SoCal doctor says vaccine access, not hesitancy is bigger road block for communities of color

LOS ANGELES (KABC) -- Health officials are trying to get as many people vaccinated as possible to bring the COVID-19 pandemic to an end, but some people are hesitant to get the shots.

Now, we can track rates of hesitancy across the country.

As a nurse, 27-year-old Nicole Smith of Fontana could have been among the first to get a COVID-19 vaccine, but she chose to hold off.

"I just feel like there's not enough experiments," she said. "There's not enough trials. There's not enough research out there."

Smith lives in San Bernardino County, where a newly-released Census Bureau and Centers for Disease Control and Prevention survey shows vaccine hesitancy at 13%. In Los Angeles County, 11% of respondents say they're hesitant. That's low compared to 32% in places across the country like Carbon County, Wyoming.



But in areas like East Vernon and South Los Angeles, where the majority are people of color, 16% said they were vaccine hesitant.

Dr. Willie Goffney is a surgeon with Lakewood Regional Medical Center

"I think a lot of people in the Black community don't necessarily want to be first in line, but it doesn't mean they don't want to be in line," Goffney said.

Goffney said he believes the percentage of people of color who want the vaccine has gone up since the survey was done. He doubts historical mistrust of doctors and the government is to blame.

"I've never been asked by a patient about the Tuskegee Experiment," he said.

The real road block in zip codes where predominantly minorities live is not hesitancy, but rather access, he said.

"If you look at the number of distribution sites in primarily Black communities, the sites are few and far between," Goffney said.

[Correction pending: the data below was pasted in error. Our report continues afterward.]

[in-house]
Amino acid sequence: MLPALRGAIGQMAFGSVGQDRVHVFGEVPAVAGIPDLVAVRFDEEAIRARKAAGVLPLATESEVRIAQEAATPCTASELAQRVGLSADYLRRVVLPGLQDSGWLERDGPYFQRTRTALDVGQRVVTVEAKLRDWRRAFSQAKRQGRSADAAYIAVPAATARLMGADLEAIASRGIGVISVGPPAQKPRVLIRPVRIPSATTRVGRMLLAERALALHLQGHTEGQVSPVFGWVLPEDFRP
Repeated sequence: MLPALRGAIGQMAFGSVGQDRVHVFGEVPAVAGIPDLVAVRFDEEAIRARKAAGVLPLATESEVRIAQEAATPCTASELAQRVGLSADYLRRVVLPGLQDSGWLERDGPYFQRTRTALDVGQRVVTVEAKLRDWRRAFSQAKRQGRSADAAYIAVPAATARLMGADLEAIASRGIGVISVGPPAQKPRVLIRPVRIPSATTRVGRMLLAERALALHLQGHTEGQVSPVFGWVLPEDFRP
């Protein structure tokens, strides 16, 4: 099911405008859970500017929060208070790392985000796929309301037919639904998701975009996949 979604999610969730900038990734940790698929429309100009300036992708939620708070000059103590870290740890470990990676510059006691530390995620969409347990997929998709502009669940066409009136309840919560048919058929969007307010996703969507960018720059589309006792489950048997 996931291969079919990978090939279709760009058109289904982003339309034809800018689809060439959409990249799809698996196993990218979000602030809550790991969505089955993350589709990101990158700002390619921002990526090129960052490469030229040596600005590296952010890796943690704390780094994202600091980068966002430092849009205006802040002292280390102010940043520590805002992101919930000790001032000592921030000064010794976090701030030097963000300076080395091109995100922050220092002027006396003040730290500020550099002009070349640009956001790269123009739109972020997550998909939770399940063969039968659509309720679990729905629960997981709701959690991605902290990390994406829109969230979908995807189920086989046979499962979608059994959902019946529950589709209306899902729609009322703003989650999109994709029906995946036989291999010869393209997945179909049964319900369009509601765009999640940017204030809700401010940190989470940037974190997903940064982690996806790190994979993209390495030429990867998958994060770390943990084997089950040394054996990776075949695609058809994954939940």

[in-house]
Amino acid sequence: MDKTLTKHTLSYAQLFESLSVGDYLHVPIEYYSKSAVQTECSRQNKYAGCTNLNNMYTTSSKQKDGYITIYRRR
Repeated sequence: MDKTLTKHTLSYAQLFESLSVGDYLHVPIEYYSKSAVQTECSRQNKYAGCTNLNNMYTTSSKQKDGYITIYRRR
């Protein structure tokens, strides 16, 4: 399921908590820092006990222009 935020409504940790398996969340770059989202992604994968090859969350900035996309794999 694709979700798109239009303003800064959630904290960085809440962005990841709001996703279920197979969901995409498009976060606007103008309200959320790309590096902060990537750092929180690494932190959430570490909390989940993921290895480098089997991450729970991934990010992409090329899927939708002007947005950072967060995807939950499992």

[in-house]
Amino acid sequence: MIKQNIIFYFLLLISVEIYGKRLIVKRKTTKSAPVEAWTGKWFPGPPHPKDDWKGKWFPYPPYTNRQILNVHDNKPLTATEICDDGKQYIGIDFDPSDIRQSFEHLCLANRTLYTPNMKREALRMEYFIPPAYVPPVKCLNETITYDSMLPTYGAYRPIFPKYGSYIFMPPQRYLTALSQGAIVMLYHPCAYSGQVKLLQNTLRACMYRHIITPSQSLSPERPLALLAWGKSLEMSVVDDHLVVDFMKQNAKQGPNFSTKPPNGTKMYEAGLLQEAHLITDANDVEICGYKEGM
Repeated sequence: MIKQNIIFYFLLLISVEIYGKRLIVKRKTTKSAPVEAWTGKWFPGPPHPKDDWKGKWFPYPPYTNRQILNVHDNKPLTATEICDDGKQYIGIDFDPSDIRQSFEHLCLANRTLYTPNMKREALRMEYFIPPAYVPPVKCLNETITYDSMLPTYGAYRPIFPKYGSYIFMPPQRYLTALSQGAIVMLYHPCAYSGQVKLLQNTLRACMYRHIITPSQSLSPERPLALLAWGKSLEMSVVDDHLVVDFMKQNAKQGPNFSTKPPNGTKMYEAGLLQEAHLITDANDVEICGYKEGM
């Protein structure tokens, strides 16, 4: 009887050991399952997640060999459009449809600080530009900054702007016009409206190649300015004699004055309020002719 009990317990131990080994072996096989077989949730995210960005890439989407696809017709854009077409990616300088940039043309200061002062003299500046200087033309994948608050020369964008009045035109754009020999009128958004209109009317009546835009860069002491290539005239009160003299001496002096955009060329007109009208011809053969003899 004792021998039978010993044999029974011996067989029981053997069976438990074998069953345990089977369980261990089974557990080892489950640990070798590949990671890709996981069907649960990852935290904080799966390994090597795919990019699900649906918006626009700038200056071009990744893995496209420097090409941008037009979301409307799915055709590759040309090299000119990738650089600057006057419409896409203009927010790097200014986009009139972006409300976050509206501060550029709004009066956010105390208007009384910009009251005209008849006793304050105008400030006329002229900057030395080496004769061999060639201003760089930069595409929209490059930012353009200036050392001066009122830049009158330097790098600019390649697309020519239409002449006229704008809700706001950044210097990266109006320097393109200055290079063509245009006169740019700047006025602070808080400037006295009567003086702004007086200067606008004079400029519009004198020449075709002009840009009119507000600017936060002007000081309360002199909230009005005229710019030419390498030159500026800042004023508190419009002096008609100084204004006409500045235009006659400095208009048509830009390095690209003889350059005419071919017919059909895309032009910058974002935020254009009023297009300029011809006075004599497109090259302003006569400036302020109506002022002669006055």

Smith says the Johnson & Johnson pause has added to her concerns.

"I want to be around for my son," she said. "I don't want to take the risk of getting something that we don't fully understand yet."

"A lot of people tend to believe that these vaccines were developed too quickly to be effective, but that's just not true," Goffney said. "Scientists have been working on the technology for developing mRNA vaccines for a decade."

"I would urge other people to make sure that they do the research and make sure that they're making the best decision for themselves and their families," Smith said.

"The risk of a severe complication or even death from actually contracting COVID-19 is so much higher than the risk of having a complication from the vaccine," Goffney said. "And I strongly encourage my patients to go and be vaccinated."

To track vaccine concerns in your community and around the country, check out our vaccine hesitancy tracker tool.
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